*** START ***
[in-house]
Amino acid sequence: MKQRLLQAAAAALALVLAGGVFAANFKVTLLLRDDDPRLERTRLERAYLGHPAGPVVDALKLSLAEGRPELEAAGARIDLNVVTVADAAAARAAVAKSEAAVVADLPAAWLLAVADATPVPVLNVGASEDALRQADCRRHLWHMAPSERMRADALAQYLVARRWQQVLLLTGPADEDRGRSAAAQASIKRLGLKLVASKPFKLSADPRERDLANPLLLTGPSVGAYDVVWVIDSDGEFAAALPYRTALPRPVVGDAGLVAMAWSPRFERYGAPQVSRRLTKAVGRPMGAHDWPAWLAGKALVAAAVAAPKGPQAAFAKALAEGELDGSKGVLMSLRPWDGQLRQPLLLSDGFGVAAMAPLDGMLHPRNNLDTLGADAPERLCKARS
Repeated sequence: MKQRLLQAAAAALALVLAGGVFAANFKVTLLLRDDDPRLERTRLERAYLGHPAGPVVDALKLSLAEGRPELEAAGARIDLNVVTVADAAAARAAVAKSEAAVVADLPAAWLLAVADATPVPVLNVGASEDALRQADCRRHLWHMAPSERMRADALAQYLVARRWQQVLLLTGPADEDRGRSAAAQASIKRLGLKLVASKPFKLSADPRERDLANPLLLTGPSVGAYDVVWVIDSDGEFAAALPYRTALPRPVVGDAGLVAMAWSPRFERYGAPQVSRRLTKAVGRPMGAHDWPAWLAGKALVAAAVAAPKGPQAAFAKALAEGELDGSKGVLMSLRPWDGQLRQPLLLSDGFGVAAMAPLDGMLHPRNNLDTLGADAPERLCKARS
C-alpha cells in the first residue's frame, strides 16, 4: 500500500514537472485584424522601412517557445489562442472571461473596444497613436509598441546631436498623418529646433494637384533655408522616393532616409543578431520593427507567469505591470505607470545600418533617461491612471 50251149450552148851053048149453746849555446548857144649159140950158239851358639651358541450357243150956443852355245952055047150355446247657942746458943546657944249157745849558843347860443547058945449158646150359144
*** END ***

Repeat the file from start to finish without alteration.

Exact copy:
[in-house]
Amino acid sequence: MKQRLLQAAAAALALVLAGGVFAANFKVTLLLRDDDPRLERTRLERAYLGHPAGPVVDALKLSLAEGRPELEAAGARIDLNVVTVADAAAARAAVAKSEAAVVADLPAAWLLAVADATPVPVLNVGASEDALRQADCRRHLWHMAPSERMRADALAQYLVARRWQQVLLLTGPADEDRGRSAAAQASIKRLGLKLVASKPFKLSADPRERDLANPLLLTGPSVGAYDVVWVIDSDGEFAAALPYRTALPRPVVGDAGLVAMAWSPRFERYGAPQVSRRLTKAVGRPMGAHDWPAWLAGKALVAAAVAAPKGPQAAFAKALAEGELDGSKGVLMSLRPWDGQLRQPLLLSDGFGVAAMAPLDGMLHPRNNLDTLGADAPERLCKARS
Repeated sequence: MKQRLLQAAAAALALVLAGGVFAANFKVTLLLRDDDPRLERTRLERAYLGHPAGPVVDALKLSLAEGRPELEAAGARIDLNVVTVADAAAARAAVAKSEAAVVADLPAAWLLAVADATPVPVLNVGASEDALRQADCRRHLWHMAPSERMRADALAQYLVARRWQQVLLLTGPADEDRGRSAAAQASIKRLGLKLVASKPFKLSADPRERDLANPLLLTGPSVGAYDVVWVIDSDGEFAAALPYRTALPRPVVGDAGLVAMAWSPRFERYGAPQVSRRLTKAVGRPMGAHDWPAWLAGKALVAAAVAAPKGPQAAFAKALAEGELDGSKGVLMSLRPWDGQLRQPLLLSDGFGVAAMAPLDGMLHPRNNLDTLGADAPERLCKARS
C-alpha cells in the first residue's frame, strides 16, 4: 500500500514537472485584424522601412517557445489562442472571461473596444497613436509598441546631436498623418529646433494637384533655408522616393532616409543578431520593427507567469505591470505607470545600418533617461491612471 50251149450552148851053048149453746849555446548857144649159140950158239851358639651358541450357243150956443852355245952055047150355446247657942746458943546657944249157745849558843347860443547058945449158646150359144